Somewhere to review books I'm reading without giving away any spoilers!
I am very pleased to welcome Martha Engber here today as I found her answers to my questions fascinating – especially about how she came to write Mary’s story and the impact on her of doing so. Read on to discover her answers, find out more about her and her book, Winter Light, and have the opportunity to enter not just one but three giveaways!
Where did you get the inspiration for the book/series?
After attending a small parochial school from kindergarten to eighth grade, I went to a huge high school in La Grange, IL, near Chicago. We had about 1,000 kids in our freshman class alone. The school was so big, there were two campuses, with shuttle buses running between them.
To me, the school exploded my universe. There were so many things to do — clubs, choirs, sports, etc. — and I wanted to do them all.
But soon after starting school, and for the first time, I saw kids who were failing. They were tough kids who did drugs and partied and cut school, and I wondered why they would throw away the hundreds of opportunities around them, including the chance to do well in school so they could go to college.
That question of why burned in me for years, until I finally began writing Mary’s story. She made me think hard for years until that magical moment when I finally understood what Mary was trying to teach me. When I did, I was blown away by her strength under so heavy a burden.
I love Mary. If you read Winter Light, I hope you do, too.
What is your writing process?
I usually write a first draft quickly and spend the next 10 years turning over the material again and again. I want to see every angle, color and implication of every moment until I completely see what the characters wants me to understand. To keep me enraptured for so long, the subject and characters have to be deep and worthy indeed!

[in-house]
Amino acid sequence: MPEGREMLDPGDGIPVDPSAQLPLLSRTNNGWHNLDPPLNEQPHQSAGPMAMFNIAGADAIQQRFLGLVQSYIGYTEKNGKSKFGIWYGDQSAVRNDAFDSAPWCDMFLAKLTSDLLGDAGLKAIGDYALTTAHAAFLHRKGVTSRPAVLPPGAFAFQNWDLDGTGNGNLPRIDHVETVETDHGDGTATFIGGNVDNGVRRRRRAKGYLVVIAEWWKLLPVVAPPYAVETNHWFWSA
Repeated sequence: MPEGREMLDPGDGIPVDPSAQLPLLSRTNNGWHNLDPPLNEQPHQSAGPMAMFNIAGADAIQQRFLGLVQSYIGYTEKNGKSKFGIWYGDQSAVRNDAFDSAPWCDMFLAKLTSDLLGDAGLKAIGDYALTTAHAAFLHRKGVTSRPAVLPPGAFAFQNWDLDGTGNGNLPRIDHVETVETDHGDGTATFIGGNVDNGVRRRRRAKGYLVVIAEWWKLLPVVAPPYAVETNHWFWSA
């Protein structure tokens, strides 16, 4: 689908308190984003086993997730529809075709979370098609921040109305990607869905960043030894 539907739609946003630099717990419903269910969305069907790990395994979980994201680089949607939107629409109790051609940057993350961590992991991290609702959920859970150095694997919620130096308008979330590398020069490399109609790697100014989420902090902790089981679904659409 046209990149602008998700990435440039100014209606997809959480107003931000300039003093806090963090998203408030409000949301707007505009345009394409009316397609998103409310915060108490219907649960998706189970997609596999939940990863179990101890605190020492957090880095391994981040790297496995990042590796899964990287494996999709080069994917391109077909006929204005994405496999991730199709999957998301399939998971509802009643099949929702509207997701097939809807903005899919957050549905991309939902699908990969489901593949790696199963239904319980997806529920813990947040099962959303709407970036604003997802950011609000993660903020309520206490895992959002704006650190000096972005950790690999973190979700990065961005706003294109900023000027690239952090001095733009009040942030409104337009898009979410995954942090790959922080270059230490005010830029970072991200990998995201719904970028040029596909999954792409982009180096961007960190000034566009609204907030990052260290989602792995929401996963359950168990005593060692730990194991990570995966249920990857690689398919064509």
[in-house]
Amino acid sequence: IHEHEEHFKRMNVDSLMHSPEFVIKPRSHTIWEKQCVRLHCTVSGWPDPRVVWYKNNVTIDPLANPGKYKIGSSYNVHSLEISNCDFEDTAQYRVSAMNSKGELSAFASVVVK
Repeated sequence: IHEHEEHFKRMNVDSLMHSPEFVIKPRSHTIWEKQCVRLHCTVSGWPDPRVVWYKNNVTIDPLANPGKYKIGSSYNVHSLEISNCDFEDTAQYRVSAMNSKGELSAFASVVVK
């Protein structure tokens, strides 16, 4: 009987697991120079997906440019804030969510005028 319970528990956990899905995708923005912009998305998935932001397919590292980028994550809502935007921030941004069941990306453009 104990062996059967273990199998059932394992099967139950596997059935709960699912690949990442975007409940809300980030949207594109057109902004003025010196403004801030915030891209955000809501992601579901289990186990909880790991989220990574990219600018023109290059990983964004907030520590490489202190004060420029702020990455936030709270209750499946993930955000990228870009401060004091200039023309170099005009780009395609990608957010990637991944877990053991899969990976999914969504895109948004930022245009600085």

Do you write using pen and paper or on a computer?
I haven’t used a pen and paper — or a typewriter, for that matter — since 1986 when the university I attended (for a degree in journalism) got a computer lab filled with Apple Macintoshes. I do write my daily to-list with pen and paper, however, which makes checking off each item extremely satisfying.
Who is your favourite character out of your stories and why?
I’d argue that for me to stick with characters for so long, I have to love them all, even the ones who cause so much trouble. That said, Mary in Winter Light is a rock star. She’s really flawed, but underneath, a powerhouse of courage. She is so complex that she’s got me thinking about a sequel. When characters are as deep as real people, there’s always so much more to learn.
If you were a character in your story, which would you like to be?
I feel really shy about this question. I’m an observer by nature, so I don’t ever want to be in my stories, nor be any of my characters. On the periphery, I’m hopefully so absorbed in my characters that I allow them to act according to their natures, rather than imposing my thoughts and desires on them.